I'm not a business owner, but I own stock in a small private company. If I don't sign an amended stockholder's agreement that's presented to me, what are the consequences?
—C.L., Clearwater, Fla.
A: Your refusal to sign the amended agreement may certainly cause trouble if you're a majority shareholder. But if you're not a significant stockholder, or if you're bound by a "drag-along right," your signature might be irrelevant.
Let's back up a moment. Stockholder (or shareholder) agreements allow corporations to take any number of actions, such as restricting how shares are transferred, granting rights of first refusal on sales of interests, or defining the circumstances under which a shareholder will be bought out. "A well-crafted stockholder agreement allows the owners of a small corporation to maintain their control over the corporation, while not completely handcuffing a single shareholder who may wish to move on," says Stephanie Rahlfs, an attorney and editor of FindLaw.com.
Stockholder agreements are usually created early in the life of the corporation, she says, before significant disputes arise. Amendments can be major or minor—everything from procedural matters like a name or date change to major shifts such as the appointment of new directors.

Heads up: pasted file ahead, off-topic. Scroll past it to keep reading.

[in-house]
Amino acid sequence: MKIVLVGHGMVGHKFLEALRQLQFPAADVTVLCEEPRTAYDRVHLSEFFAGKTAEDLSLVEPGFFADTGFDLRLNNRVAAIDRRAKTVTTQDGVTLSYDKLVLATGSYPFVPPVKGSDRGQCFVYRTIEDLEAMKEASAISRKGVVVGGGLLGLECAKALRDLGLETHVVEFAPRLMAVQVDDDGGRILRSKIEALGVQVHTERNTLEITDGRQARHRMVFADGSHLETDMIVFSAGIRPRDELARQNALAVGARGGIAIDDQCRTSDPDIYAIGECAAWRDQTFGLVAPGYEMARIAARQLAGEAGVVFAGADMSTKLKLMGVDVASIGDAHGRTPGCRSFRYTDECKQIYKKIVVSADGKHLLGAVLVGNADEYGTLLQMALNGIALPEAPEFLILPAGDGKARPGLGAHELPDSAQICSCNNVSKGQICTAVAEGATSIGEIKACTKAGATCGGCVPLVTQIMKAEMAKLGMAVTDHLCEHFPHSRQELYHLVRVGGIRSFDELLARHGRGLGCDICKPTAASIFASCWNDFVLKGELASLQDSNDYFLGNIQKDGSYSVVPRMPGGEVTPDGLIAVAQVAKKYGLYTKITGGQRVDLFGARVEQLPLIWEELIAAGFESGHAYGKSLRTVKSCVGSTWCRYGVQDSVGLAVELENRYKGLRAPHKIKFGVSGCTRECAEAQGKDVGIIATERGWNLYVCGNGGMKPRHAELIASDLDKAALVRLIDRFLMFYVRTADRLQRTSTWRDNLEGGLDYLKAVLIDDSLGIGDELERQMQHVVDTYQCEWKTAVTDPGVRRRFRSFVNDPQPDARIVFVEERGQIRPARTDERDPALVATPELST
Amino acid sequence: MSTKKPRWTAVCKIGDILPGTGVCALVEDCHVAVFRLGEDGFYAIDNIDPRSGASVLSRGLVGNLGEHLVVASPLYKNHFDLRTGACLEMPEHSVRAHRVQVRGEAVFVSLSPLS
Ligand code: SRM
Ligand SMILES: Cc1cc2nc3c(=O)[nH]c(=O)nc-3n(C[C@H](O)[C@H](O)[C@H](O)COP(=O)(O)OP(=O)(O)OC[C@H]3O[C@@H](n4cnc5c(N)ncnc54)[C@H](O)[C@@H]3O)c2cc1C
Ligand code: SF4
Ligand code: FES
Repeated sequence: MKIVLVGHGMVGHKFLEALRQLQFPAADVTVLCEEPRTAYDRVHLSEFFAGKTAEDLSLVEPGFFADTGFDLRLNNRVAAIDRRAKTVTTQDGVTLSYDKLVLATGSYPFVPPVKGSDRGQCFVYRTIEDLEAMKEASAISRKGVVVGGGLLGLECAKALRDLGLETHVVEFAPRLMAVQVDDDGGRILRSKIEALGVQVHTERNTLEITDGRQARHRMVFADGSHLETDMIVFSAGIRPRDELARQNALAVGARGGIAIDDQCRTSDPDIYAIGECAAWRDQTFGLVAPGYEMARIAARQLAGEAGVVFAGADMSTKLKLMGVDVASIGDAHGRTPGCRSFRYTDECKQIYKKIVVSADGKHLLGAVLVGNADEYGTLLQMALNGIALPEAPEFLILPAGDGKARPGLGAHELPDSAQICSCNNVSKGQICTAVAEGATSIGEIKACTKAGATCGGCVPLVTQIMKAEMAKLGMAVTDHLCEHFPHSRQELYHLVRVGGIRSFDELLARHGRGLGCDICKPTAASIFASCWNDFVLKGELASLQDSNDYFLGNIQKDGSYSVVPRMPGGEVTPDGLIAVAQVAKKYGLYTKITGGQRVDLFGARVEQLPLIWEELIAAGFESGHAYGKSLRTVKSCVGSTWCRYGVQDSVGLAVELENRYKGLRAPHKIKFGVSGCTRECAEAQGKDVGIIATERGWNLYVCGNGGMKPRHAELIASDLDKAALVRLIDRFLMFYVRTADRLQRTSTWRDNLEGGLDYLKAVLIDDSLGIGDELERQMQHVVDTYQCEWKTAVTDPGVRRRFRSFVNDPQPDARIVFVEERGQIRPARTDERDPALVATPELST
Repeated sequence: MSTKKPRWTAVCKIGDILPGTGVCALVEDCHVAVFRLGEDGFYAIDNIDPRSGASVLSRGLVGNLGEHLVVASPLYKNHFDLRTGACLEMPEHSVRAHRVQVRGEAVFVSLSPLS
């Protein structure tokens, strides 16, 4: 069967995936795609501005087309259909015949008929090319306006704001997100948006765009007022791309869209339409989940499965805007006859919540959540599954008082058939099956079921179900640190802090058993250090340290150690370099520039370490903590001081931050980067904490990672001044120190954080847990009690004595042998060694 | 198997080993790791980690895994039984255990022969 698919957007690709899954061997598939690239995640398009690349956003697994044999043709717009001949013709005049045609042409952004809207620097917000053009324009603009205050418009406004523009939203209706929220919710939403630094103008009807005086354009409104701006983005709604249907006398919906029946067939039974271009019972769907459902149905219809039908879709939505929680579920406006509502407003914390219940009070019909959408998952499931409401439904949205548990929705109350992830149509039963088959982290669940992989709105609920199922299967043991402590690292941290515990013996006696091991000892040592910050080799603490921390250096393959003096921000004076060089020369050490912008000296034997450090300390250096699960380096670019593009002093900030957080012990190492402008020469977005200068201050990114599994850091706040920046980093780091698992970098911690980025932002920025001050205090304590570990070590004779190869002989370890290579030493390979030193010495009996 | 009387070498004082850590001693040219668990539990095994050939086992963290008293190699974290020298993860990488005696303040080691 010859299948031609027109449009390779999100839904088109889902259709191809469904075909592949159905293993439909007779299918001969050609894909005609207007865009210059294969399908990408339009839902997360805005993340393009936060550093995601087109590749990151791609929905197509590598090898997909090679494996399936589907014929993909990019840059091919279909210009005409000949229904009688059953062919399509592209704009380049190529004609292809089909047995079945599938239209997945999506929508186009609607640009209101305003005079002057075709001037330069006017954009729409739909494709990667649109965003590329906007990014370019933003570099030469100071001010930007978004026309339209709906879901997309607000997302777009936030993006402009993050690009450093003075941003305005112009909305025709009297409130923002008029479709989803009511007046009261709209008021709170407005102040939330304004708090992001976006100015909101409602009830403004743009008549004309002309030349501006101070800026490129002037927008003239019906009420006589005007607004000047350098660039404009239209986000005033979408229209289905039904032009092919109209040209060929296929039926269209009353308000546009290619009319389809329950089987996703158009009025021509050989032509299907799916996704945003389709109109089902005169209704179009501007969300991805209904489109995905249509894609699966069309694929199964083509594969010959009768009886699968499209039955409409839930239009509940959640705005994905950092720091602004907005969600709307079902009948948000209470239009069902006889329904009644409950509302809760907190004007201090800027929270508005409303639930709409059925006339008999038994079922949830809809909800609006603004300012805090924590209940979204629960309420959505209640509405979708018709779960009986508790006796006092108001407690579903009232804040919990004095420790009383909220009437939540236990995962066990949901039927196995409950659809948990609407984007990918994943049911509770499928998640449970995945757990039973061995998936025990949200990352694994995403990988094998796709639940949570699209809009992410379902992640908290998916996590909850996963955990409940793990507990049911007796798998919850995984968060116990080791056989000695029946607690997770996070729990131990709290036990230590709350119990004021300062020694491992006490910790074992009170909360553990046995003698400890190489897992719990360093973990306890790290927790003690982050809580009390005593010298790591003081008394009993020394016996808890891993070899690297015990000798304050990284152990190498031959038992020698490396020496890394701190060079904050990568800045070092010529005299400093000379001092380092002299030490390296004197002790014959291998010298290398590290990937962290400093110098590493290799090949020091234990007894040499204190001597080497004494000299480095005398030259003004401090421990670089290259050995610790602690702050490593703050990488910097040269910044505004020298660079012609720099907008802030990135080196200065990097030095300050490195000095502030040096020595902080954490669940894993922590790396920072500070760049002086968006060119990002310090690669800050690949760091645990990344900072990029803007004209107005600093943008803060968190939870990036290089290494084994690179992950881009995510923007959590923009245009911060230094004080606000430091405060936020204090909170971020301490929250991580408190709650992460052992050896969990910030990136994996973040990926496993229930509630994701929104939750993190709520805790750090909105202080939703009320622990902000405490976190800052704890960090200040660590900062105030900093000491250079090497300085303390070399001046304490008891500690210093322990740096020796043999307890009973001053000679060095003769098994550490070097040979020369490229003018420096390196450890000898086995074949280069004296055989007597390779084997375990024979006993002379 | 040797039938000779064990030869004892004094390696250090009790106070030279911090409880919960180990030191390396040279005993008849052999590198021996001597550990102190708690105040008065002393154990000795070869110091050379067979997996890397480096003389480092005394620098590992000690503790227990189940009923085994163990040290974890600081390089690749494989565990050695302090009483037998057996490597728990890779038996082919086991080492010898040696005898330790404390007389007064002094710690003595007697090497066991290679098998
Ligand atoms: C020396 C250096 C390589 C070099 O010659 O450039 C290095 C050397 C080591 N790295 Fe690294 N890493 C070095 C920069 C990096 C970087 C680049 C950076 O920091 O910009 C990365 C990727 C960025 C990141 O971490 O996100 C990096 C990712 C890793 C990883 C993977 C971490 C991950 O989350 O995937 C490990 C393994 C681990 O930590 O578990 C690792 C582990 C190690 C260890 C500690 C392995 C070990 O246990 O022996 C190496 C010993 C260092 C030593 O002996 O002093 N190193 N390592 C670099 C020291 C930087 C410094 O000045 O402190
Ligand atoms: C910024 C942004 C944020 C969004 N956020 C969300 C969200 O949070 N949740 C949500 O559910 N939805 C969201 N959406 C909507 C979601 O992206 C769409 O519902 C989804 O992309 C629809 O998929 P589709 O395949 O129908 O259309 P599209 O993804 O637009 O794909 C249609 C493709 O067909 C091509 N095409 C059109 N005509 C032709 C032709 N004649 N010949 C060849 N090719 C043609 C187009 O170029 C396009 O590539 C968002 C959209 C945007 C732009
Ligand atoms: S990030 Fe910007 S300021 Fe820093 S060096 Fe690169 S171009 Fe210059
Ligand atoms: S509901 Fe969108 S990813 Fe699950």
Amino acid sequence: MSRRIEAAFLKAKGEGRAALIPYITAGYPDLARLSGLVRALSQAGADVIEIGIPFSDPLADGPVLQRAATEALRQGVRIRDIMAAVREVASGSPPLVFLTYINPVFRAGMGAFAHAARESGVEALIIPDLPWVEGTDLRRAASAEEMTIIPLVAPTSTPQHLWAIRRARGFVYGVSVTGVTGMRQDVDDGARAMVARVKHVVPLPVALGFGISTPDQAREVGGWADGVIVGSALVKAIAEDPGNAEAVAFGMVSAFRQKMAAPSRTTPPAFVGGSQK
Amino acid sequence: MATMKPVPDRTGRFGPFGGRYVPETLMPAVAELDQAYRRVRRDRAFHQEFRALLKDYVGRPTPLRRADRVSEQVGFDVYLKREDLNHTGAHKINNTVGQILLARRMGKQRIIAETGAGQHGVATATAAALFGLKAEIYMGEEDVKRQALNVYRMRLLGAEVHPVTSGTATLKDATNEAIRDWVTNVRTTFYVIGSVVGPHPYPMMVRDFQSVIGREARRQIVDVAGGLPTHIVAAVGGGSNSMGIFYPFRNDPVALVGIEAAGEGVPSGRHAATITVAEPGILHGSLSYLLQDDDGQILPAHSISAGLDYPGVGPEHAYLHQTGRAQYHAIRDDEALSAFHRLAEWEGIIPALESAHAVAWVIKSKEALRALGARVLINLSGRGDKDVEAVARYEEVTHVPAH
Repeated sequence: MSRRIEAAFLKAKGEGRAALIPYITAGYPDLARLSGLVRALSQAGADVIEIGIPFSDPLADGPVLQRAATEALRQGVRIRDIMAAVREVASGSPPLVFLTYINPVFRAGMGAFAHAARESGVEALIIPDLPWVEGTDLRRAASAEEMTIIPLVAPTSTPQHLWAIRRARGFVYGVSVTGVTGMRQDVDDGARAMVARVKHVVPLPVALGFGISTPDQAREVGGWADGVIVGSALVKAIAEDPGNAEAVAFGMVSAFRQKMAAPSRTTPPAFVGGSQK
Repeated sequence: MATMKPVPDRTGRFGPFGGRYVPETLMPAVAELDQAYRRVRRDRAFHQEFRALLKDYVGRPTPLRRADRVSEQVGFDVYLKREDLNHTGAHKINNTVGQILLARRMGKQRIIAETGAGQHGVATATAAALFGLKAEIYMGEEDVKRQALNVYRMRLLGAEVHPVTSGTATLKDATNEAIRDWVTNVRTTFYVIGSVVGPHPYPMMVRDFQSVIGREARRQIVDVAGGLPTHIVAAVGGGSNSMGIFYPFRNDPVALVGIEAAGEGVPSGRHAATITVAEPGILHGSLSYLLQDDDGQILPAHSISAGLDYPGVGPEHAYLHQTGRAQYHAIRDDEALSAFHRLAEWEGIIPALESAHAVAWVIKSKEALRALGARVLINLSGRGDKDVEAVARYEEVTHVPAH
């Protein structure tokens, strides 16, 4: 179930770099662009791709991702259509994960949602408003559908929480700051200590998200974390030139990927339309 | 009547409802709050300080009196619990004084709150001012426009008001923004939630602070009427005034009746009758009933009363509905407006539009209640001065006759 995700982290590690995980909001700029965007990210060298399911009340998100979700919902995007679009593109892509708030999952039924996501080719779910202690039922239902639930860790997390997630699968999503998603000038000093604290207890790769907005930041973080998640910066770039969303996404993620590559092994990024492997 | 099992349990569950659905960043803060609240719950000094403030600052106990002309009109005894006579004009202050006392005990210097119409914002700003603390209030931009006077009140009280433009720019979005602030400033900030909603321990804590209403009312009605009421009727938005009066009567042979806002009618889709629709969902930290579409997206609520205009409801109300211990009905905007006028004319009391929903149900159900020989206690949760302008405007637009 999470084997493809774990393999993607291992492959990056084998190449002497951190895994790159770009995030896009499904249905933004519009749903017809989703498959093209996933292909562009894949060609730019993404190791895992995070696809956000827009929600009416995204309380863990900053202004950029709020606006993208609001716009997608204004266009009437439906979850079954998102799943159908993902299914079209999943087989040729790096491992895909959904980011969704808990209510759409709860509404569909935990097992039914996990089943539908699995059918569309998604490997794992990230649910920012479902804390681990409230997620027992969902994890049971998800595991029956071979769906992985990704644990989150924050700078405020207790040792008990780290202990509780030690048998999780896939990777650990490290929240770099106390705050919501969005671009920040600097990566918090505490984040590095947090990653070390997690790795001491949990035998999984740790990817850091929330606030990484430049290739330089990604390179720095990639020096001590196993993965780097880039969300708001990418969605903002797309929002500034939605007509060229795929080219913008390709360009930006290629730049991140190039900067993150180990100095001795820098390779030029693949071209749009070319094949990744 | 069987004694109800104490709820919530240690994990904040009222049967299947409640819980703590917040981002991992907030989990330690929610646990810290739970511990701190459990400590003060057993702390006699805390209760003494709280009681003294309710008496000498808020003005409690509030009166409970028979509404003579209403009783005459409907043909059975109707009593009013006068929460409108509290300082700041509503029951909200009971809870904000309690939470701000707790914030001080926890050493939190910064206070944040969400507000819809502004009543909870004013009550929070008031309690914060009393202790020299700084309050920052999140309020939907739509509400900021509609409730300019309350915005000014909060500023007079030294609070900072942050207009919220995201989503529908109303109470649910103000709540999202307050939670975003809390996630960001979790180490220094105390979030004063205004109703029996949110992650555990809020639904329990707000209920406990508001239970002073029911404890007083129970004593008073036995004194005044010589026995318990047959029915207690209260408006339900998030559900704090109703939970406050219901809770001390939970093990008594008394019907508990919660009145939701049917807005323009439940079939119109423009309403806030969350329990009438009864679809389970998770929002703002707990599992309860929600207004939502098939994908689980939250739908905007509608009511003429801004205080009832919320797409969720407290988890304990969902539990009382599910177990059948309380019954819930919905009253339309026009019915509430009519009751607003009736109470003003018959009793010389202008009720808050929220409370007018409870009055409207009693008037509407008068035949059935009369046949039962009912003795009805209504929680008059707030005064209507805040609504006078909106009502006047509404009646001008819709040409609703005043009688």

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"If your approval would be required to gain such a majority, and you withhold that approval, then the amendment would simply not go into effect," Rahlfs says. On the other hand, if the amendment is approved by the majority of shareholders and the original agreement includes a drag-along right, you'd likely still be bound to it whether you sign it or not.
The drag-along right, which is a fairly typical clause, says you're subject to any amendments that a majority of shareholders approve, so long as you've been properly notified. "If you haven't been contacted by the business owner that there's a problem, there probably isn't one and the amendment could simply be procedural," says Brian Liu, co-founder and chairman of LegalZoom.com.
If you have a fundamental disagreement with this amendment, and you own a good portion of stock, it's in your best interest—and that of the business—to negotiate with the business owner and try to reach an agreement, says Hanna Hasl-Kelchner, a lawyer and the author of The Business Guide to Legal Literacy.
"A philosophical split over ownership or management detracts attention from the business, and that's not good for anyone. It makes sense to evaluate your priorities, and if you really can't come to some kind of compromise, you might be better off opting out," Hasl-Kelchner says.
Karen E. Klein is a Los Angeles-based writer who covers entrepreneurship and small-business issues.